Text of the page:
It’s time for football! For the second summer in a row we’ve been inundated with conference realignment talk. While it is all very exciting to speculate who may end up where in the next few years…I am relieved to offer you my first weekly preview of the season, and to welcome everyone back to football. Saturday can’t come soon enough.
Ole Miss is coming off an abysmal year that started with a home loss to FCS Jacksonville State. In that game, Ole Miss started quickly and had jumped out to a 31-10 lead at halftime. Jacksonville State rallied in the second half to tie the game at 34 apiece, and two overtimes and one two point conversion later, the game was over. The Rebels ended up with a 4-8 record, with wins over Tulane, Fresno State, Kentucky, and UL Lafayette. The 2010 Rebels would frequently start strong, but allow opponents to score major points in the second half. The defense is only returning three starters, so it is difficult to say if they will have a similar tendency this year. The rebel defense gave up nearly 400 yards and more than 35 points per game. The offense did manage 30 points per game relying on the nation’s 18th best rushing attack, at 207 yards per game, while only coming up with 190 passing yards per game. Many analysts have chosen Ole Miss to finish last in the SEC West this year, and there is no real indication that this year will be any better for the Rebels than last year.
BYU is entering their first year of football independence, and will have the opportunity to make a splash with an early schedule that includes Ole Miss, Texas, Utah, and UCF. Last year the Cougars started 1-4 and ended up 7-6, finishing the season in dominating fashion with a blowout bowl win over UTEP. The season turned around when Jaime Hill was fired as defensive coordinator and Bronco stepped back into his dual role as head coach and DC. The Cougars of 2011 will look different than the Cougars of 2010. Anae and Hill are out, Doman and Bronco are in. Add in Dupaix for the running backs and Cahoon for the receivers, and you’ve got yourself an exciting group of coaches that are energetic and talented. Plenty of returning starters, and some amazing new talent should allow BYU to dominate many teams on both sides of the ball.
Keys to the game
Enter the Doman O. Offensive coordinator/quarterback’s coach Brandon Doman has installed a Pro-Style offense this year. It’s an offense that is meant to rely on the run to play-action pass combination, and with multiple plays run from the same formation, defenses will be kept guessing all game long. Doman isn’t afraid to have Heaps throw the deep ball, and BYU has the receivers to run out and get them. This is a huge change from the offense run by Robert Anae, which was usually as predictable as the sun coming up in the East.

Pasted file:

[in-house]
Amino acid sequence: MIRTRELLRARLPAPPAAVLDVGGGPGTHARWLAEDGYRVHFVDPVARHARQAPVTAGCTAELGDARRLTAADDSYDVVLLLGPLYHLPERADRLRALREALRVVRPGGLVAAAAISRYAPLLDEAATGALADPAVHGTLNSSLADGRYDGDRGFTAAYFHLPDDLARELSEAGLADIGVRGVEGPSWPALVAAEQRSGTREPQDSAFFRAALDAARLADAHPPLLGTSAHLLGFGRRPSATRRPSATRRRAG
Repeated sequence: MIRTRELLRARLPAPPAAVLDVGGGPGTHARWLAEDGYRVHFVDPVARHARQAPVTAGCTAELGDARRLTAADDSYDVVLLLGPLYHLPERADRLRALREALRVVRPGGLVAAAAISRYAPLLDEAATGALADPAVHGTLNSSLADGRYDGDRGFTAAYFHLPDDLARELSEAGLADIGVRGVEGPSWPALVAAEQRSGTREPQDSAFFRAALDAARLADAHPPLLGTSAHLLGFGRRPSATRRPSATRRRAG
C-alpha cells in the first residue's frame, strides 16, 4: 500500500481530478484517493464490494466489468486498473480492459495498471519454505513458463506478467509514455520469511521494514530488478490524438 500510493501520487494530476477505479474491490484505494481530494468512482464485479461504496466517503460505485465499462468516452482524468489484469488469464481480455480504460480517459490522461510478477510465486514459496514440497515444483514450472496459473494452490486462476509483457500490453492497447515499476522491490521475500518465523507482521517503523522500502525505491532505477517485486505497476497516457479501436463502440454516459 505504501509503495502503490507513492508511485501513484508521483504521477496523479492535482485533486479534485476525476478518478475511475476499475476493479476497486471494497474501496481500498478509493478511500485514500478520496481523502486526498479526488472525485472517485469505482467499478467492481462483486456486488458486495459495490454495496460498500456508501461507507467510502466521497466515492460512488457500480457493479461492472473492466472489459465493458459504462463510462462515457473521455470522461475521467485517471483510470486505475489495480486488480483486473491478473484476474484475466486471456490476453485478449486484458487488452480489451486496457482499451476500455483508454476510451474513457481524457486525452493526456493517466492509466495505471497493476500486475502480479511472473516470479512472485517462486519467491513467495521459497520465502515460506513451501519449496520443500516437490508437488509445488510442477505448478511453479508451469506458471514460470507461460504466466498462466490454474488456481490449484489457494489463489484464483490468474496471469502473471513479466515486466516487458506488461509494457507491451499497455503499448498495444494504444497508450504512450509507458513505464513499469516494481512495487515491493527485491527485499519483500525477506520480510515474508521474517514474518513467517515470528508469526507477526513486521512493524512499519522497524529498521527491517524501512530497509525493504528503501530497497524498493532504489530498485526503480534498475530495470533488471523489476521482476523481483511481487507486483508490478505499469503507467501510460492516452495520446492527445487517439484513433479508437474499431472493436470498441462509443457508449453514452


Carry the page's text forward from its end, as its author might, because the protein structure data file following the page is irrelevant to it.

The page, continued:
Jake Heaps and the Receivers. Jake Heaps had an amazing season as a freshman, and he peaked at the end of the season, throwing four touchdown passes in the New Mexico Bowl. Heaps will have amazing targets in Cody Hoffman (who caught three of the touchdowns in the bowl game), McKay Jacobson, and Ross Apo. Apo was one of the other guys to commit to BYU in the same press conference as Heaps, and he was expected to play last year, but had a nasty broken finger. Add to these three the other capable receivers, tight ends, and running backs that will join in the passing game, and Jake Heaps will have an amazing array of targets to choose from.
The Rush Attack. JJ DiLuigi, Bryan Kariya, and Josh Quezada were a three-headed beast of running backs last year, and they are all back again this season. DiLuigi had more than 900 rushing yards, and Kariya and Quezada each added 500 yards. Their important role will continue this year in the pro-style offense, which will depend on these experienced rushers to make the play-action believable.
Special Teams. Special teams were given special attention in fall camp, and the Cougars will be wearing black shoes and socks all season to remind them of the emphasis. Justin Sorensen returns from his mission with a booming kick – he’s been hitting field goals of up to 57 yards in camp, despite struggling somewhat with shorter kicks. It will be exciting to see what kind of impact the extra dedication to special teams will have on the gameplay.
Bronco D. Let’s be honest. Since Bronco took over as coordinator, the Defense has been amazing. Bronco’s D returns an experienced line, but is especially stacked at linebacker. The Cougar front seven will be deadly against the run this year, forcing teams to be one-dimensional, having to rely on the pass. This will be difficult for teams like Ole Miss, who rely on the strength of their run game. Player to watch: USC transfer Uona Kaveinga.
Ole Miss is an SEC team, but they are not a good one. This game will be close near the beginning (0-0, right?) but the Cougars will pull away from the Rebels and win the game handily, 35-13.